By Fakhri al-Arashi
It’s likely that the spin circle of the Arab spring countries still has a long way to go for change and Yemen’s transition could be an ideal example to follow. While the Dialogue in Yemen is not yet over, it is paving the road for comprehensive solutions to the country’s past problems with the sponsorship of the GCC countries and its international partners, the State and European countries.
The question is not how Yemen will look after the National Dialogue project, but how the Yemeni example could be practical one for the rest countries of the Arab spring. The ongoing scene in Egypt brings my memory back to the early days of Yemen’s revolution against the ousted President Saleh, when the pro and anti-protestors find streets and squares ideal places to prove each group’s legitimacy to overtake the power in the name of protecting people’s rights and legal sovereignty.
Despite the bad wills of both groups, the country has ended up with a consensus government and consensus president for a two-year transition focused on solving the country’s major problems. Politically it was not an easy task to remove leader from power after 33 years of building his empire on the basis of popular progress.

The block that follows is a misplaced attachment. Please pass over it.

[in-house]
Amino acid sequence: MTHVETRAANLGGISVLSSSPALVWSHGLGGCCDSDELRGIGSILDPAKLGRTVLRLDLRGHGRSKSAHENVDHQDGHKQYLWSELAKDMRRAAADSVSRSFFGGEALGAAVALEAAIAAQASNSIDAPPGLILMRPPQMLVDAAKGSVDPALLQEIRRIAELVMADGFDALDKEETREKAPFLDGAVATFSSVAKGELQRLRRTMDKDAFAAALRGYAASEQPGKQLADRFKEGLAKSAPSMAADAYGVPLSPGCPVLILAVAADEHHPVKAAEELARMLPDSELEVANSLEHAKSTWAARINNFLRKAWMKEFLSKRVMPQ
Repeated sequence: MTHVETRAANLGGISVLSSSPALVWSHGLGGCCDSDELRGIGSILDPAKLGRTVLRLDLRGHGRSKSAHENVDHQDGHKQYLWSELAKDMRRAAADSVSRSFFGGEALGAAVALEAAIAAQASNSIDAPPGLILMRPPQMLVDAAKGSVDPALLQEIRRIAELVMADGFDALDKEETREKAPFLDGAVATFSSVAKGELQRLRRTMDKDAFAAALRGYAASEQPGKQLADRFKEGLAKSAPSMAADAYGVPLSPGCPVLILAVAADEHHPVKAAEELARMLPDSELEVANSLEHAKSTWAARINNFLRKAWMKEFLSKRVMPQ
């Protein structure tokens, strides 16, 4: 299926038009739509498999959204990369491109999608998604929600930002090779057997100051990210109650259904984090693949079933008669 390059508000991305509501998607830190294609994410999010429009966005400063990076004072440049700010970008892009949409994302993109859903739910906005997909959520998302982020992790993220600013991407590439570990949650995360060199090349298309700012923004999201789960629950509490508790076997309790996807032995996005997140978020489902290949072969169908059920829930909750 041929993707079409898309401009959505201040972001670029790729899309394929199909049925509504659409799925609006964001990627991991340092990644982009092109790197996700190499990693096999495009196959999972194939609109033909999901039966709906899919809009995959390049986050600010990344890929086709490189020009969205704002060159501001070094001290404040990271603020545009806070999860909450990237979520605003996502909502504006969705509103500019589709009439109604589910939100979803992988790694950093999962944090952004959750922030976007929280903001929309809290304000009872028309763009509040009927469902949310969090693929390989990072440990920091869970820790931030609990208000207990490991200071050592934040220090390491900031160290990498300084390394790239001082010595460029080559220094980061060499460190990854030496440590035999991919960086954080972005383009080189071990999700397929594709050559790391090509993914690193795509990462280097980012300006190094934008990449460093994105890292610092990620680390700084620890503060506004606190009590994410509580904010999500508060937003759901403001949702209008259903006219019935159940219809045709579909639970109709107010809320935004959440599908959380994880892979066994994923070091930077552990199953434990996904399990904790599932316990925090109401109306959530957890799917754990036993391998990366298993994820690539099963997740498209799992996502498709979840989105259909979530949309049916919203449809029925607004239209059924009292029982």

The readiness for change in Yemen came as a result of the Gulf initiative and the willingness of the political parties to respond to the language of wisdom and dialogue to escape direct civil clashes. The balance of power in the military could be another reason that decision-makers and opposing groups both accepted the dialogue. Despite of the fragile economic situation, rising poverty and the ascendance of political assassinations and social instability, Yemen still stands as the better and safest country of the Arab spring countries.
The Egyptian scenario now is reproducing the Yemeni style of revolution and the ideal solution for them is to adopt the Yemeni theory for ending the rift between Egypt’s people. This will never happen without an international initiative to satisfy the brotherhood by removing Al-Sisi from his post following the forceful ouster of elected former President Morsi.
Yemen is not yet done with its transition and the uprisings in Egypt and Tunisia nowadays may pique the interest of the former ruling party with ambitious hopes to return to power again. This would not be possible today, mainly due to the ongoing plan for remapping the country geographically, military restructuring, rebuilding the country as a system of states and setting up a new ruling system. Partnership is not a good example for how to build a unified country, and the Egypt may also find itself moving toward a federated system. Syria and Libya will never rest soon, like Iraq, and this may generate a new map in the Arab world.